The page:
I saw him climbing up/on or climb the tree to pluck the mangoes.

"Climb", by itself, means to go upward gradually. Then why do we use climb down? How do we differentiate and use them in a sentence? Can't I simply use climb?


climb / climb up: to go up something towards the top… e.g:

  • She climbed up the stairs.

  • The car slowly climbed the hill.

climb down: to move down, especially with difficulty or effort… e.g:

Can you climb down?

For more examples, visit this Oxford Learners Dictionaries website.

  • Climb down is pretty much never used of any direction but down, which isn't specifically noted here. – Nathan Tuggy Oct 10 '15 at 6:03
  • @Nathan Tuggy Good point, Thanks. Edited my answer. – M-Y Oct 10 '15 at 6:34

You can use the verb climb without up to mean to go up, but it's more common and idiomatic to use "climb up". Moreover, if you use climb down to mean to go down, it's more appropriate to use climb up for moving up.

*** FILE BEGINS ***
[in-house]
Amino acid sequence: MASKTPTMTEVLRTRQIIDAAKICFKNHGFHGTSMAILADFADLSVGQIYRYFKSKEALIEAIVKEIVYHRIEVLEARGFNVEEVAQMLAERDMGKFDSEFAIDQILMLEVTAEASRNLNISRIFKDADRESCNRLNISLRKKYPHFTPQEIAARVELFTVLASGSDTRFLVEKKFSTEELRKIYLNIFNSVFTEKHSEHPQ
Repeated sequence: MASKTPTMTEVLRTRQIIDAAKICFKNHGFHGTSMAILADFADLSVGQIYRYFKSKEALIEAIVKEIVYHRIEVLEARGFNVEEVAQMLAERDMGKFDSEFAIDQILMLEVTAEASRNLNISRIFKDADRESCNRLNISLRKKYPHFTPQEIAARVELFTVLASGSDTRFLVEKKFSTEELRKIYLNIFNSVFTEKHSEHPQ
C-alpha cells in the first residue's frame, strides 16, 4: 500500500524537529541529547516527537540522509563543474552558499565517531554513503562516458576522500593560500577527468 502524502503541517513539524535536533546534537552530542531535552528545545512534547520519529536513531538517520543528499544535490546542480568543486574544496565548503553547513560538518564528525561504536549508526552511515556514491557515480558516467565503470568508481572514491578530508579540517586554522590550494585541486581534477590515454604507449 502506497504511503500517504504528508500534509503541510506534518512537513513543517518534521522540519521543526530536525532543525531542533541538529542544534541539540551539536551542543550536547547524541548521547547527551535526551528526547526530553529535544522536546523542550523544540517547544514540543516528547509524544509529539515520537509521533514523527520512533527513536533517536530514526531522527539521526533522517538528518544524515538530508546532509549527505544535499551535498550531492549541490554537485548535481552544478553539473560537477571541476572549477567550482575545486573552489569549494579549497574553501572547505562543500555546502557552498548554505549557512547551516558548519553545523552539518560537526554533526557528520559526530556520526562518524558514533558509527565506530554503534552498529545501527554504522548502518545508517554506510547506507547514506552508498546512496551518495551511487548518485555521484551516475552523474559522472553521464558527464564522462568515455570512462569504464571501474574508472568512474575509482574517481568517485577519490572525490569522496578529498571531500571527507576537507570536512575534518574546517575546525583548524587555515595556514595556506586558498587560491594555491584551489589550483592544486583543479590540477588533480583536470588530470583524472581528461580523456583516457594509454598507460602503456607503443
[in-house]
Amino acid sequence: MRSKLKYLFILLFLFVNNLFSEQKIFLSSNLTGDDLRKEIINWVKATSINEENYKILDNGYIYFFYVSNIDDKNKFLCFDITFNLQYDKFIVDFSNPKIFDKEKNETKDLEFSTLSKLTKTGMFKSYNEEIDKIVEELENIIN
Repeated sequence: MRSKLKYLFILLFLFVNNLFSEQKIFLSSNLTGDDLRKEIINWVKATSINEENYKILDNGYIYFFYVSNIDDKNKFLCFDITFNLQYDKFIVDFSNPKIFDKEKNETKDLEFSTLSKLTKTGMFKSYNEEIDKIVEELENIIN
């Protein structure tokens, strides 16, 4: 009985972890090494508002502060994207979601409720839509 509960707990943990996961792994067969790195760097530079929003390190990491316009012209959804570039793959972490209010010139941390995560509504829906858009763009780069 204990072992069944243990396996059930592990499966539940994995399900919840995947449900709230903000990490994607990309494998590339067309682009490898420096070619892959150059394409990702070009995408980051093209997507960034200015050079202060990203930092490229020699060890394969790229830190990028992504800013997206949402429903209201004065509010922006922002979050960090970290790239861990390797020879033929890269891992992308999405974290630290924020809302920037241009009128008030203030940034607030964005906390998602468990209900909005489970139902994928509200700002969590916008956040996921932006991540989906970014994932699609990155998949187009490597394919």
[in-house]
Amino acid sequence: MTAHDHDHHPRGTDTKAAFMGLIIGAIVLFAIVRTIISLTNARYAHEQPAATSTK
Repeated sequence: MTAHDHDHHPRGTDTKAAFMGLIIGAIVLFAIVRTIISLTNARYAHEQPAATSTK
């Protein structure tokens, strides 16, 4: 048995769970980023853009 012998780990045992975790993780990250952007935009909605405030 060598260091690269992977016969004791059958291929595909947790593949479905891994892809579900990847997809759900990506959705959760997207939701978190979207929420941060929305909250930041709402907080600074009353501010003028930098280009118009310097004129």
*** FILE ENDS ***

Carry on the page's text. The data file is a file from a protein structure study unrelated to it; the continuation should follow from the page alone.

As explained by Jasper in his comments, 'climb on' is also used.

  • Thank you. So, climb on is never used. Right? – Seema Bhukar Oct 10 '15 at 6:45
  • @Seema Bhukar -- "Climb on" is often used. For example, "The kids were climbing on the jungle gym" means that "the kids" were on the jungle gym, and they were climbing. They might have been climbing up, climbing down, swinging between the bars, and/or going sideways. A "jungle gym" is a small building constructed of pipes, designed for children to climb on and/or swing from. It is open to the air through the many holes between the pipes. – Jasper Oct 10 '15 at 7:00
  • "Go up the hill to 90m" or "climb the hill to 90m". – Kumar sadhu Mar 28 '19 at 0:13

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